This section is from the "Studio Light And The Aristo Eagle - A Magazine Of Information For The Profession 1909" book, by Aristo Motto. Also see Amazon: Studio Light And The Aristo Eagle - A Magazine Of Information For The Profession 1909.
The better grades of 4x6 paper are not costing you any more today than the regular cabinet. Of course, if you use regular cabinet pictures, you can trim your 4x6 paper, but you know a 4x6 print looks mighty nice - looks much larger than a cabinet, and larger than it really is.
Taprell, Loomis & Company have placed a new line of mounts on the market specially for 4x6 and fractions of 4x6 prints. You would be surprised how large they look compared with a cabinet, and yet they cost you no more than your regular cabinet print. It will give a wonderful opportunity to the photographer to get a better price all along the line. They are made in white on a good grade of stock, matched edges and with a beautiful engraved shaded design under the name of Fontenoy, and in brown with red-brown border under the name of Esmont.
Don't forget that this is one of the schemes you can work, and even if you sell it at the same price as you are asking to-day for your cabinets, you will be pleasing your customers more for the simple reason that you are giving them a larger picture for the same money: and as a matter of fact, you can easily put it in a grade by itself, and it is a safe bet to say that one-third of the people would gladly pay an increase of price when they see the picture.
Don't fail to insist on the representative showing you samples of the Esmont and Fontenoy in in both colors and sizes.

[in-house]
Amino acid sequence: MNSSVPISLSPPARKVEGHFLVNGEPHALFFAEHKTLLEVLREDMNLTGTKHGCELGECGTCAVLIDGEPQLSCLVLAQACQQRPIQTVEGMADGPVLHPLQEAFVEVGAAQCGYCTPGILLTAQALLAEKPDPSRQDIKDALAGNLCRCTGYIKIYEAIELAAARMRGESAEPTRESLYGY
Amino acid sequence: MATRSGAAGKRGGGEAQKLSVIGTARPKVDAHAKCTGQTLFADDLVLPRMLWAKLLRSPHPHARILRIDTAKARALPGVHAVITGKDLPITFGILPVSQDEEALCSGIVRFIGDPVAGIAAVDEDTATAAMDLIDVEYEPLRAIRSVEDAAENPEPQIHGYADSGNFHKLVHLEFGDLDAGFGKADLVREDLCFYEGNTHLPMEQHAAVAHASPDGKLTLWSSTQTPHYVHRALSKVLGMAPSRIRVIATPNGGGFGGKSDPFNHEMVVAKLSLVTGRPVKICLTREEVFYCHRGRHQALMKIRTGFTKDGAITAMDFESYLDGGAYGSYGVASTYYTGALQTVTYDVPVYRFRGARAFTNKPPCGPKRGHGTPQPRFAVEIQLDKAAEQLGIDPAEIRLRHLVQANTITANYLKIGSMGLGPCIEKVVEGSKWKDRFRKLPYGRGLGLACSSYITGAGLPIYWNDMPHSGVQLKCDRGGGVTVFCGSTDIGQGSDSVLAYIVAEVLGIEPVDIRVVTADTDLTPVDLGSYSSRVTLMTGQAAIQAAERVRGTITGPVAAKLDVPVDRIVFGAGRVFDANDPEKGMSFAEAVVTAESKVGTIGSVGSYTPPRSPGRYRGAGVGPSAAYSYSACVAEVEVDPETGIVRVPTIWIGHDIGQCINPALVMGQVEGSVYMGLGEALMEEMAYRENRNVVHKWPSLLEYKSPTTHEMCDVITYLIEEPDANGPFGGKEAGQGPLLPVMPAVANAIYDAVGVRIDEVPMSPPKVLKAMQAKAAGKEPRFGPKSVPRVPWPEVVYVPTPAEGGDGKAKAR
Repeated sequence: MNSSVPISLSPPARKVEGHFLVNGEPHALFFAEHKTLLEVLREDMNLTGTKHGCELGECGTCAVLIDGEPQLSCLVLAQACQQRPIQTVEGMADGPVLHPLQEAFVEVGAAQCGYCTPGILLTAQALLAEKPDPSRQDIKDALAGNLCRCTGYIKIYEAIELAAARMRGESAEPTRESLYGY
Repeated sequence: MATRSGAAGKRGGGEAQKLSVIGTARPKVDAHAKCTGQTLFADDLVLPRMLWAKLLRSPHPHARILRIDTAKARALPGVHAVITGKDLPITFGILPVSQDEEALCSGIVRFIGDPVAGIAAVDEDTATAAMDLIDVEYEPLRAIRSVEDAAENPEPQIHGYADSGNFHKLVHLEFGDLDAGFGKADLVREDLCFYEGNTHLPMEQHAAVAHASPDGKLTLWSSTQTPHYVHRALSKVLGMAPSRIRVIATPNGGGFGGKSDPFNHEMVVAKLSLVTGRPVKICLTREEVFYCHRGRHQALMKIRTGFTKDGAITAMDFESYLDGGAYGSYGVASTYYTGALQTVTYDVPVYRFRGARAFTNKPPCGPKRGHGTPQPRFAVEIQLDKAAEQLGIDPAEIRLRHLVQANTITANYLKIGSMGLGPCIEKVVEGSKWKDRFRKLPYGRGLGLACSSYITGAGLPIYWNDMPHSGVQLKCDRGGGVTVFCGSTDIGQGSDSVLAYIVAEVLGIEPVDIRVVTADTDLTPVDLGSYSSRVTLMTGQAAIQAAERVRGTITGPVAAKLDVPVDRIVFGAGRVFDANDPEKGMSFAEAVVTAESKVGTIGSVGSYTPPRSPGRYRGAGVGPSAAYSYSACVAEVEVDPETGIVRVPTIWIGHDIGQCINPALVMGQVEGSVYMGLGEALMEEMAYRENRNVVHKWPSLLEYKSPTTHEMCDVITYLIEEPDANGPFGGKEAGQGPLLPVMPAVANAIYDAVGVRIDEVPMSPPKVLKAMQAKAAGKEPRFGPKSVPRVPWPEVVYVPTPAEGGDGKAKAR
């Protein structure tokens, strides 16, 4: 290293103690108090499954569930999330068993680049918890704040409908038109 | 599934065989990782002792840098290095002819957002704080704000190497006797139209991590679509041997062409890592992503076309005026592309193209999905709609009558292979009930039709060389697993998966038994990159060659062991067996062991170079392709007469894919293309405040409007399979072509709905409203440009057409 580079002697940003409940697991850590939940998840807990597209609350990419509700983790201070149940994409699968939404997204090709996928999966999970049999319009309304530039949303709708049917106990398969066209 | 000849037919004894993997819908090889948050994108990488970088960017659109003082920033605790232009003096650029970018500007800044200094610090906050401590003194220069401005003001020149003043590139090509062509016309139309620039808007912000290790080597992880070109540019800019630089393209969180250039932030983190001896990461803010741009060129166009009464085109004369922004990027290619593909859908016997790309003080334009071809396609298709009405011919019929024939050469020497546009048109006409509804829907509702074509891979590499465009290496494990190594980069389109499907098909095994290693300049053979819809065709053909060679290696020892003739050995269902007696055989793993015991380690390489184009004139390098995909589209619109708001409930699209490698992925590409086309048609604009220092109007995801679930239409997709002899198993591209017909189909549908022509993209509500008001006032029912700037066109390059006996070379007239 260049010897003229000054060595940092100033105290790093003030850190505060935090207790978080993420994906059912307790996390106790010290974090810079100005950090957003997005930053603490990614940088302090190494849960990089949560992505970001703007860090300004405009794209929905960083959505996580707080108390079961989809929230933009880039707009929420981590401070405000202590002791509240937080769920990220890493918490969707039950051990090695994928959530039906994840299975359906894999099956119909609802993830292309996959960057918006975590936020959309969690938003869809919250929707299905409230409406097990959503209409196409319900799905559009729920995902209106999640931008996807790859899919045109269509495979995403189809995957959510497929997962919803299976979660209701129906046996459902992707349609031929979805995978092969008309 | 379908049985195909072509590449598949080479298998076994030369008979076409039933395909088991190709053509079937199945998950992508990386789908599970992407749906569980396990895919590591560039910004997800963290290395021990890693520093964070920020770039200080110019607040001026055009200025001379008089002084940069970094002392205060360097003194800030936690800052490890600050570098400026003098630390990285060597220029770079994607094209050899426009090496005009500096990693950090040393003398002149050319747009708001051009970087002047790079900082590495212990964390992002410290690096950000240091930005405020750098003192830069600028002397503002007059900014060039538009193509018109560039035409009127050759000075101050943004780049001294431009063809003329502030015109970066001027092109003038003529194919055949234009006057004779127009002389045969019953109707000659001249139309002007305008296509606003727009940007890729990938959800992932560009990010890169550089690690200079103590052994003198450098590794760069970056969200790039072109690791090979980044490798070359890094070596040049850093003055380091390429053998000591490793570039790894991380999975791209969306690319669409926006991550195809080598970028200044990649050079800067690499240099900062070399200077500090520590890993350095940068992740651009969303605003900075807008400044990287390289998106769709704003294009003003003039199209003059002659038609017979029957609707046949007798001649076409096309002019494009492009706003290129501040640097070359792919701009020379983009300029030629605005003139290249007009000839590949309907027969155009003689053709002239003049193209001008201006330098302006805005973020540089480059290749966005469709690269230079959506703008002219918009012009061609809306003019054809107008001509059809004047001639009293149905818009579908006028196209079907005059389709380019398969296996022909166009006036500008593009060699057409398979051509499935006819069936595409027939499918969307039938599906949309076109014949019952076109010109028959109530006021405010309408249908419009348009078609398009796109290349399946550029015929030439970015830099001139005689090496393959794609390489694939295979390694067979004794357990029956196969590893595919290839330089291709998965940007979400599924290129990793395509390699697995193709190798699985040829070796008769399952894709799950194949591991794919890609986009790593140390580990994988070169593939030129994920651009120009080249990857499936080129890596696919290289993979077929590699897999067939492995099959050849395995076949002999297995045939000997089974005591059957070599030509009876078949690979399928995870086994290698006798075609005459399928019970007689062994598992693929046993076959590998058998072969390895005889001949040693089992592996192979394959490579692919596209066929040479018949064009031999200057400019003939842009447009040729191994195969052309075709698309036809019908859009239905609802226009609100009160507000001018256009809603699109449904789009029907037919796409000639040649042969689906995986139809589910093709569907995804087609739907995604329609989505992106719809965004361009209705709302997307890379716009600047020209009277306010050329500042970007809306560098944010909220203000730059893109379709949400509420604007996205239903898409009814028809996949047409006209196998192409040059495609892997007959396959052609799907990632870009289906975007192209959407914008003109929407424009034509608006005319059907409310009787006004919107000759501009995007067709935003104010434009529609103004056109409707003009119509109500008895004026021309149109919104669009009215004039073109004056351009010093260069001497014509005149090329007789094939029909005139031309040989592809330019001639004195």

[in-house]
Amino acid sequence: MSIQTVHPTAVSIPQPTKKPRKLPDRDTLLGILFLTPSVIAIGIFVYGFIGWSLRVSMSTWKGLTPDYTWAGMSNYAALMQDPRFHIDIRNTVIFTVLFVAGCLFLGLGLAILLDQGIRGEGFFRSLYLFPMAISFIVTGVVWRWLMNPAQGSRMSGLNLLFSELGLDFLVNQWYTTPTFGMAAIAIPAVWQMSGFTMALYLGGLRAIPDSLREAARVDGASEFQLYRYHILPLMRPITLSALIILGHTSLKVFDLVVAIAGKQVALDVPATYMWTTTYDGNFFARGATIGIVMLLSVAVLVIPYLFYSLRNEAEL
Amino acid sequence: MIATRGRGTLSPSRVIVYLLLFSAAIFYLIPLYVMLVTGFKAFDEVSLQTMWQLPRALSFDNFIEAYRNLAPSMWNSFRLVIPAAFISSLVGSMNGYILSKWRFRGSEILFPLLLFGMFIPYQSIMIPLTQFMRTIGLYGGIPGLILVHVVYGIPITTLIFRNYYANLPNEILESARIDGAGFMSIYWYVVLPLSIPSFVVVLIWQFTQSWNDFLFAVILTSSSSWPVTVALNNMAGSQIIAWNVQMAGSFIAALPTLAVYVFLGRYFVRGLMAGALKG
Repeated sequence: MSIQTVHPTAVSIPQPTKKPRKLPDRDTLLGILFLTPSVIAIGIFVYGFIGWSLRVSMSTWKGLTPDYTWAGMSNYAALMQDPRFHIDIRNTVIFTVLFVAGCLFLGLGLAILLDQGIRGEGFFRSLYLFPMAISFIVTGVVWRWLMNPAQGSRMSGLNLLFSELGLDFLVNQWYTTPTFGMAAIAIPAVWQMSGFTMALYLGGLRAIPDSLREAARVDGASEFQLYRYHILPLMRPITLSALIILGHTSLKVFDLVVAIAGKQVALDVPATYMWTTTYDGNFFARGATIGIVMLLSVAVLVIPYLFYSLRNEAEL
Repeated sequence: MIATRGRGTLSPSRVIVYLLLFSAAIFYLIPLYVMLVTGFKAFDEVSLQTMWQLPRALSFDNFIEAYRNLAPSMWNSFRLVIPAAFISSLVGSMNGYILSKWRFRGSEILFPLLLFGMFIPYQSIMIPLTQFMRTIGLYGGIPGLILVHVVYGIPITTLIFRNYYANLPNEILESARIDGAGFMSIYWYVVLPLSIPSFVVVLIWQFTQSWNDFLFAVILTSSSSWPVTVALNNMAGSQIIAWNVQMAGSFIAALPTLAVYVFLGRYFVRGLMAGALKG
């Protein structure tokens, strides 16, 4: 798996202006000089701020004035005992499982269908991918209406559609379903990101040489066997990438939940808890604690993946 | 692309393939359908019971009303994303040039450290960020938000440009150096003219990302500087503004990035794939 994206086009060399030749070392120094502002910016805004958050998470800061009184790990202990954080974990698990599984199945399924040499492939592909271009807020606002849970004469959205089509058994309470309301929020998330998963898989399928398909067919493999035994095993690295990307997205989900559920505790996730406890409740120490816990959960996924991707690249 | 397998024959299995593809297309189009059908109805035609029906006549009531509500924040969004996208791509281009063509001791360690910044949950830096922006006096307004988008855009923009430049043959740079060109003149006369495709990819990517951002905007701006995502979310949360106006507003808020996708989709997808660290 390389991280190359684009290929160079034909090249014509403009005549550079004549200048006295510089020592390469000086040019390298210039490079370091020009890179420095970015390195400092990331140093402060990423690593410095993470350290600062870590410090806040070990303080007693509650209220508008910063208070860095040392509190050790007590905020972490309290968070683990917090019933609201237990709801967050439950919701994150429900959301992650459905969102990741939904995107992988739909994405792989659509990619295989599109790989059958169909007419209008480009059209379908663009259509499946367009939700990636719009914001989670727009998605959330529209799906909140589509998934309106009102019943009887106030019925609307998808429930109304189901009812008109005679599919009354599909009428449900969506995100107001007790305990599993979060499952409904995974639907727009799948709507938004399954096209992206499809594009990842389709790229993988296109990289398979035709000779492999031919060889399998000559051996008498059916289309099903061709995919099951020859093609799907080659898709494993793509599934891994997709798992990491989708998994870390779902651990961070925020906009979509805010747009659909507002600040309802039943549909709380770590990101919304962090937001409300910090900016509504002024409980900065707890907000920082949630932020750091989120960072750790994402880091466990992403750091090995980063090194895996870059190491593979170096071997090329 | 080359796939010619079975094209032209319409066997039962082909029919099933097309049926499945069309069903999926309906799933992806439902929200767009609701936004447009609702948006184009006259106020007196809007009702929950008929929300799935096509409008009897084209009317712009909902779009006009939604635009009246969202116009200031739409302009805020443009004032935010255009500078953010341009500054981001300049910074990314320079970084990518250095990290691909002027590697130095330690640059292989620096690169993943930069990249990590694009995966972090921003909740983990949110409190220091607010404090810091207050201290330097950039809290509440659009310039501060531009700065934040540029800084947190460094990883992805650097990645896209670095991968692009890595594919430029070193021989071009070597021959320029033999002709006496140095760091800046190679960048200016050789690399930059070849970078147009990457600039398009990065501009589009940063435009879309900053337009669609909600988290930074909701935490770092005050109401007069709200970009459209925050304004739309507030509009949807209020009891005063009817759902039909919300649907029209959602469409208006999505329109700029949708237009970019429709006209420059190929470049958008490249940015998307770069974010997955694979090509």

The Eastman salesmen and demonstrators have all sorts of experiences in demonstrating and selling new products.
Sometimes they find the customer fully informed and eager to place an order, and again find him highly sceptical and hard to convince.
We append herewith a letter from a highly disappointed plate tank purchaser:
Ada, Okla., Dec. 8, 1908. Eastman Kodak Co., Dear Sirs: Some time ago one of your tank demonstrators called upon me and showed me how to use the Plate Tank, and its advantages in saving time, etc. Well, I thought I was getting about as good results as I cared for, but he informed me that all first-class photographers were using the tanks, so then I decided if I wanted to be first class I must get one of the tanks. But I just thought to myself, I won't use the darn thing, so I ordered one, and had to re-order twice before my order was filled (so I knew some one was wanting tanks).
From A Collodio-Carbon Print By Kandeler Bros. St. Louis, Mo.
At last the thing came. I looked it over and wondered if it was worth the money.
Then I decided to use it, and as I am no person to experiment with little things, I just chucked it full of plates.
But instead of sitting down and reading the morning paper while the tank did the work, like the tank man told me, I was walking the floor counting up how many $ $ I was losing with that blamed tank.
I finally figured out that I had seventy-two dollars worth of work in the tank.
Well, it just seemed like that thirty minutes would never end; really it was worse than waiting for a late train to send your mother-in-law off on, but finally the time came for me to see what this wonderful machine had done.
1 went in the dark room and tumbled the lid off, as I thought to myself, " I expect I had better have thrown this thing out in the alley before I used it, as I will have to do it anyway."
I slipped one of the plates out and held it up to the light, and to my overwhelming delight; a good negative, so I just slipped the dozen into the fixing bath, and went back in fifteen minutes, and what do you think I saw? Oh, Pshaw! You know; twelve ideal negatives, yes, sir, as good as I ever saw, and of all the good things you have ever put out, not one excels the plate tank.
I shall never be without one in my studio. N. B. Stall.